proletarian conflict with the bourgeois reaction. In other words, the
propaganda-conservatism of a proletarian party can, at a certain moment,
impede the direct struggle of the proletariat for power. The colossal
influence of the Russian revolution manifests itself in killing party
routine, in destroying Socialist conservatism, in making a clean contest
of proletarian forces against capitalist reaction a question of the day.
The struggle for universal suffrage in Austria, Saxony and Prussia has
become more determined under the direct influence of the October strike
in Russia. An Eastern revolution imbues the Western proletariat with
revolutionary idealism and stimulates its desire to speak "Russian" to
its foes.

The Russian proletariat in power, even if this were only the result of a
passing combination of forces in the Russian bourgeois revolution,
would meet organized opposition on the part of the world's reaction, and
readiness for organized support on the part of the world's proletariat.
Left to its own resources, the Russian working class must necessarily be
crushed the moment it loses the aid of the peasants. Nothing remains for
it but to link the fate of its political supremacy and the fate of the
Russian revolution with the fate of a Socialist revolution in Europe.
All that momentous authority and political power which is given to the
proletariat by a combination of forces in the Russian bourgeois
revolution, it will thrust on the scale of class struggle in the entire
capitalistic world. Equipped with governmental power, having a
counter-revolution behind his back, having the European reaction in
front of him, the Russian workingman will issue to all his brothers the
world over his old battle-cry which will now become the call for the
last attack: _Proletarians of all the world, unite!_


EXPLANATORY NOTES

     The first _Council of Workmen's Deputies_ was formed in Petersburg,
     on October 13th, 1905, in the course of the great general October
     strike that compelled Nicholas Romanoff to promise a Constitution.
     It represented individual factories, labor unions, and included
     also delegates from the Socialist parties. It looked upon itself as
     the center of the revolution and a nucleus of a revolutionary labor
     government. Similar Councils sprung up in many other industrial
     centers. It was arrested on December 3d, having existed for fifty
     days. Its members were tried and sent to Siberia.

     _Intelligentzia_ is a term applied in Russia to an indefinite,
     heterogeneous group of "intellectuals," who are not actively and
     directly involved in the industrial machinery of capitalism, and at
     the same time are not members of the working class. It is customary
     to count among the _Intelligentzia_ students, teachers, writers,
     lawyers, physicians, college professors, etc. However, the term
     _Intelligentzia_ implies also a certain degree of idealism and
     radical aspirations.

     _Witte_ was the first prime-minister under the quasi-constitution
     granted on October 17th, 1905. _Stolypin_ was appointed prime
     minister after the dissolution of the first Duma in July, 1906.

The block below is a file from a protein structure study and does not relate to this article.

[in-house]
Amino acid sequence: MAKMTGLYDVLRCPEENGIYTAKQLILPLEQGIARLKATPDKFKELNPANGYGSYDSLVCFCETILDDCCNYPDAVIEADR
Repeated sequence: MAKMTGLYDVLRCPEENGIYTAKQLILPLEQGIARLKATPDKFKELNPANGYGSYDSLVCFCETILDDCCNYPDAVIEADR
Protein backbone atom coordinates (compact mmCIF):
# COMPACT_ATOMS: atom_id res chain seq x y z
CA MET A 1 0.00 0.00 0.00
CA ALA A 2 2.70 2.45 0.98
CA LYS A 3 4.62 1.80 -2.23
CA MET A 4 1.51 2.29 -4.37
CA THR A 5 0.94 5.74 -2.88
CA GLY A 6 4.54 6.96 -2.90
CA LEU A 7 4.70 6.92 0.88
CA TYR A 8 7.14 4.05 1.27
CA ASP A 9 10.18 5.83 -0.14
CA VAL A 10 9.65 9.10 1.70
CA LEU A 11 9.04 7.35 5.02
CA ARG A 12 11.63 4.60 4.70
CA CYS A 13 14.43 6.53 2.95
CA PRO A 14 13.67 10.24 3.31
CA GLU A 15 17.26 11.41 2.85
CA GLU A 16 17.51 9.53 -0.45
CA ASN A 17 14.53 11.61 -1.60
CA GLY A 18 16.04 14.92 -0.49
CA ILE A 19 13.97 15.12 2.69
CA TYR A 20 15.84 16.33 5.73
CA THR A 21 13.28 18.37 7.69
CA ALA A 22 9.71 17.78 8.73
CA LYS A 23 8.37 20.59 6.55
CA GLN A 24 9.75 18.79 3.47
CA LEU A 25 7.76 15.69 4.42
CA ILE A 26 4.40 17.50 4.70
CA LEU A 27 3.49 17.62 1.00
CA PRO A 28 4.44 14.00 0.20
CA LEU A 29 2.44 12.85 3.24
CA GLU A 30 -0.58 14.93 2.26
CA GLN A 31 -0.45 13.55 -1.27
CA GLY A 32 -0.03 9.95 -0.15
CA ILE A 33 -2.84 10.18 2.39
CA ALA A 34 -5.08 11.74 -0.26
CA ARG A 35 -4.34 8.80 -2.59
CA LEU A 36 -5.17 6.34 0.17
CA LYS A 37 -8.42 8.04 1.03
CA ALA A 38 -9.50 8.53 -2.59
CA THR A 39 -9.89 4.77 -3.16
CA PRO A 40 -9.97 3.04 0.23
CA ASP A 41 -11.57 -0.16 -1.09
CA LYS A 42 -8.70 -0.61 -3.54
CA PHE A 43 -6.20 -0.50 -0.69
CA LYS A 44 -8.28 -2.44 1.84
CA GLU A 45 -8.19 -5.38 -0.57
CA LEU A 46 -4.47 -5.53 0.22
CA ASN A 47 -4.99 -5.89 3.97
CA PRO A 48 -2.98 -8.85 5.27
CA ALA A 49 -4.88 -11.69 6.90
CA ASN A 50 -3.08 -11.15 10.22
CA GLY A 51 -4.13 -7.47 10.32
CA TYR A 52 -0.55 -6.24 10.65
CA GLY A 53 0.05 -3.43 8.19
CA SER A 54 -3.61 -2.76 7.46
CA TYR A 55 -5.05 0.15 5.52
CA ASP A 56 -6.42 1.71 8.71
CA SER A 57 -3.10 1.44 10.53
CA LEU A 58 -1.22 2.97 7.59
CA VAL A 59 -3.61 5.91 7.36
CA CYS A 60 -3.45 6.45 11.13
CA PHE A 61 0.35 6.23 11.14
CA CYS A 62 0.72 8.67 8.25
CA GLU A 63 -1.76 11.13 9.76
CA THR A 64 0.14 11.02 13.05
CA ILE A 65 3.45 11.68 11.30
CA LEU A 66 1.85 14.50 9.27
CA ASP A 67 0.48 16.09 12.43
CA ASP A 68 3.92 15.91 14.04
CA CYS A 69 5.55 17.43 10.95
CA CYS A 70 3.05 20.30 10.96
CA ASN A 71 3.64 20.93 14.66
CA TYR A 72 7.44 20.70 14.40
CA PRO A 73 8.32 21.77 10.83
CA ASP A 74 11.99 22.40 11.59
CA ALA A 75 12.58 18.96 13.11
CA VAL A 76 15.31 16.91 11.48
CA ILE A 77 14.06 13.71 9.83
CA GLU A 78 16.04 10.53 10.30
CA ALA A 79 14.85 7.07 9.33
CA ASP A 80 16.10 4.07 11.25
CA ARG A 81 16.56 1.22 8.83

Under the _minimum program_ the Social-Democrats understand all
     that range of reforms which can be obtained under the existing
     capitalist system of "private ownership of the means of
     production," such as an eight hour workday, social insurance,
     universal suffrage, a republican order. The _maximum program_
     demands the abolition of private property and public management of
     industries, i.e., Socialism.

     "_Some prejudices among the masses_" referred to in this essay is
     the alleged love of the primitive masses for their Tzar. This was
     an argument usually put forth by the liberals against republican
     aspirations.

     _Lower-Middle-Class_ is the only term half-way covering the Russian
     "Mieshchanstvo" used by Trotzky. "Mieshchanstvo" has a
     socio-economic meaning, and a flavor of moral disapproval. Socially
     and economically it means those numerous inhabitants of modern
     cities who are engaged in independent economic pursuits, as
     artisans (masters), shopkeepers, small manufacturers, petty
     merchants, etc., who have not capital enough to rank with the
     bourgeoisie. Morally "Mieshchanstvo" presupposes a limited horizon,
     lack of definite revolutionary or political ideas, and lack of
     political courage.

     The _Village community_ is a remnant of old times in Russia. Up to
     1906 the members of the village were not allowed to divide the land
     of the community among the individual peasants on the basis of
     private property. The land legally belonged to the entire community
     which allotted it to its members. Since 1906 the compulsory
     character of communal land-ownership was abandoned, yet in very
     great areas of Russia it still remained the prevailing system of
     land-ownership.

     Besides having a share in the community-land, the individual
     peasant could acquire a piece of land out of his private means (the
     seller being usually the landlord) and thus become a _small private
     owner_.



THE SOVIET AND THE REVOLUTION

(Fifty Days)

     About two years after the arrest of the Soviet of 1905, a number of
     former leaders of that organization, among them Chrustalyov Nossar,
     the first chairman, and Trotzky, the second chairman, met abroad